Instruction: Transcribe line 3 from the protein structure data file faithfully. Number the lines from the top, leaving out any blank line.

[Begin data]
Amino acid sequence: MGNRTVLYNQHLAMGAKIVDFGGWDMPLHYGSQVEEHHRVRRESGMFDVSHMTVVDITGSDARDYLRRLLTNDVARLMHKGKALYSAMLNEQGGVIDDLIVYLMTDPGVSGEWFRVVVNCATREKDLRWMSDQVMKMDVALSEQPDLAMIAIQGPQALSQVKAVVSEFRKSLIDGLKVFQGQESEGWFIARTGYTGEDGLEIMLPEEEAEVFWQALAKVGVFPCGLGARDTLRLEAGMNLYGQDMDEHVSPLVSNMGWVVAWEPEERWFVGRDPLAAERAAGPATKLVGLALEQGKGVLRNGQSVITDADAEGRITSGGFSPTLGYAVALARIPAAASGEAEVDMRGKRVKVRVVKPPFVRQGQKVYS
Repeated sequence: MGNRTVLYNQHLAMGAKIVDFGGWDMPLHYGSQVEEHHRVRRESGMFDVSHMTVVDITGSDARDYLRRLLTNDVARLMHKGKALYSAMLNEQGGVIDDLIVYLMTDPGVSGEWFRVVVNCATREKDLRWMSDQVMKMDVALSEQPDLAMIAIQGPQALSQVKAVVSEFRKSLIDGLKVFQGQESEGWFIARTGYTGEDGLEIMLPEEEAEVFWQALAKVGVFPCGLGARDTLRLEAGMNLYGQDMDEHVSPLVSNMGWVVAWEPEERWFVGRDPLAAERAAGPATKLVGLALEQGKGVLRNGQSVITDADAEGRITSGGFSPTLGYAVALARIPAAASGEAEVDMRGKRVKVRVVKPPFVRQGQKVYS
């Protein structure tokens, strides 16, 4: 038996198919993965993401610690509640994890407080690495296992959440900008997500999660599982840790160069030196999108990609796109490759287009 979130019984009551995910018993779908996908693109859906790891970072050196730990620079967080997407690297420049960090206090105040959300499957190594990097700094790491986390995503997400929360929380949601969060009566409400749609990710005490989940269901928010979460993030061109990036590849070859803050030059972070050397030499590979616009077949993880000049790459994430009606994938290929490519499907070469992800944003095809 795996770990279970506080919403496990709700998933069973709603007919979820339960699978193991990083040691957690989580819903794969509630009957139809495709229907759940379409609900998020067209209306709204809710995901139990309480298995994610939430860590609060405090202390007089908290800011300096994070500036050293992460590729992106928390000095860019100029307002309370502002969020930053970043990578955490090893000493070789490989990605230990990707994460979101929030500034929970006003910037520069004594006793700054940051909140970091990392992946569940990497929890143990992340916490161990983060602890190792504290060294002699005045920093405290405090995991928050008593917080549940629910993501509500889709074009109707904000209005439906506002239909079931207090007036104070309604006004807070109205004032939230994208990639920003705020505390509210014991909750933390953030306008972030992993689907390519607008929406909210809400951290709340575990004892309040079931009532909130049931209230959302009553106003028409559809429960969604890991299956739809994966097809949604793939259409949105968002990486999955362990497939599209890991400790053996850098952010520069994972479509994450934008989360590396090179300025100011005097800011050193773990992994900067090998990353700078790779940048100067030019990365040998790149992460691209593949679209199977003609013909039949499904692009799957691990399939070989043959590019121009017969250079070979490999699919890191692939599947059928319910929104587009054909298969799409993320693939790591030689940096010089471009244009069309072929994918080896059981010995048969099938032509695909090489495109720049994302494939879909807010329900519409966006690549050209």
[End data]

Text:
């Protein structure tokens, strides 16, 4: 038996198919993965993401610690509640994890407080690495296992959440900008997500999660599982840790160069030196999108990609796109490759287009 979130019984009551995910018993779908996908693109859906790891970072050196730990620079967080997407690297420049960090206090105040959300499957190594990097700094790491986390995503997400929360929380949601969060009566409400749609990710005490989940269901928010979460993030061109990036590849070859803050030059972070050397030499590979616009077949993880000049790459994430009606994938290929490519499907070469992800944003095809 795996770990279970506080919403496990709700998933069973709603007919979820339960699978193991990083040691957690989580819903794969509630009957139809495709229907759940379409609900998020067209209306709204809710995901139990309480298995994610939430860590609060405090202390007089908290800011300096994070500036050293992460590729992106928390000095860019100029307002309370502002969020930053970043990578955490090893000493070789490989990605230990990707994460979101929030500034929970006003910037520069004594006793700054940051909140970091990392992946569940990497929890143990992340916490161990983060602890190792504290060294002699005045920093405290405090995991928050008593917080549940629910993501509500889709074009109707904000209005439906506002239909079931207090007036104070309604006004807070109205004032939230994208990639920003705020505390509210014991909750933390953030306008972030992993689907390519607008929406909210809400951290709340575990004892309040079931009532909130049931209230959302009553106003028409559809429960969604890991299956739809994966097809949604793939259409949105968002990486999955362990497939599209890991400790053996850098952010520069994972479509994450934008989360590396090179300025100011005097800011050193773990992994900067090998990353700078790779940048100067030019990365040998790149992460691209593949679209199977003609013909039949499904692009799957691990399939070989043959590019121009017969250079070979490999699919890191692939599947059928319910929104587009054909298969799409993320693939790591030689940096010089471009244009069309072929994918080896059981010995048969099938032509695909090489495109720049994302494939879909807010329900519409966006690549050209």